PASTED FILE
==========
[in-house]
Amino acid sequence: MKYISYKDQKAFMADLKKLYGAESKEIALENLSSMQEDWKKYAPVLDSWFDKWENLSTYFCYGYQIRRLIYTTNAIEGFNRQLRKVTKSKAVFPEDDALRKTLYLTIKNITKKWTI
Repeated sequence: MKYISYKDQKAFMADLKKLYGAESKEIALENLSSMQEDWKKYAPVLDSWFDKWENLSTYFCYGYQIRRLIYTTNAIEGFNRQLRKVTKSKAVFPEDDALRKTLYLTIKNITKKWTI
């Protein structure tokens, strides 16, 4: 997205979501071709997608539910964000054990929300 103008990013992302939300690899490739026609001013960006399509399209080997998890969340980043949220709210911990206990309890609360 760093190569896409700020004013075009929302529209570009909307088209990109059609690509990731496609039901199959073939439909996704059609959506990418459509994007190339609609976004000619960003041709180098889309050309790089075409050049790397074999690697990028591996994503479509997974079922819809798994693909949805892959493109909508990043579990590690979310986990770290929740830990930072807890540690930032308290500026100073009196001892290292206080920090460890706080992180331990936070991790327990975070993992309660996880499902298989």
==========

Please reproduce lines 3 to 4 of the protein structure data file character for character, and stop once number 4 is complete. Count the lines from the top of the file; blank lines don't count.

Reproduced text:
Repeated sequence: MKYISYKDQKAFMADLKKLYGAESKEIALENLSSMQEDWKKYAPVLDSWFDKWENLSTYFCYGYQIRRLIYTTNAIEGFNRQLRKVTKSKAVFPEDDALRKTLYLTIKNITKKWTI
């Protein structure tokens, strides 16, 4: 997205979501071709997608539910964000054990929300 103008990013992302939300690899490739026609001013960006399509399209080997998890969340980043949220709210911990206990309890609360 760093190569896409700020004013075009929302529209570009909307088209990109059609690509990731496609039901199959073939439909996704059609959506990418459509994007190339609609976004000619960003041709180098889309050309790089075409050049790397074999690697990028591996994503479509997974079922819809798994693909949805892959493109909508990043579990590690979310986990770290929740830990930072807890540690930032308290500026100073009196001892290292206080920090460890706080992180331990936070991790327990975070993992309660996880499902298989």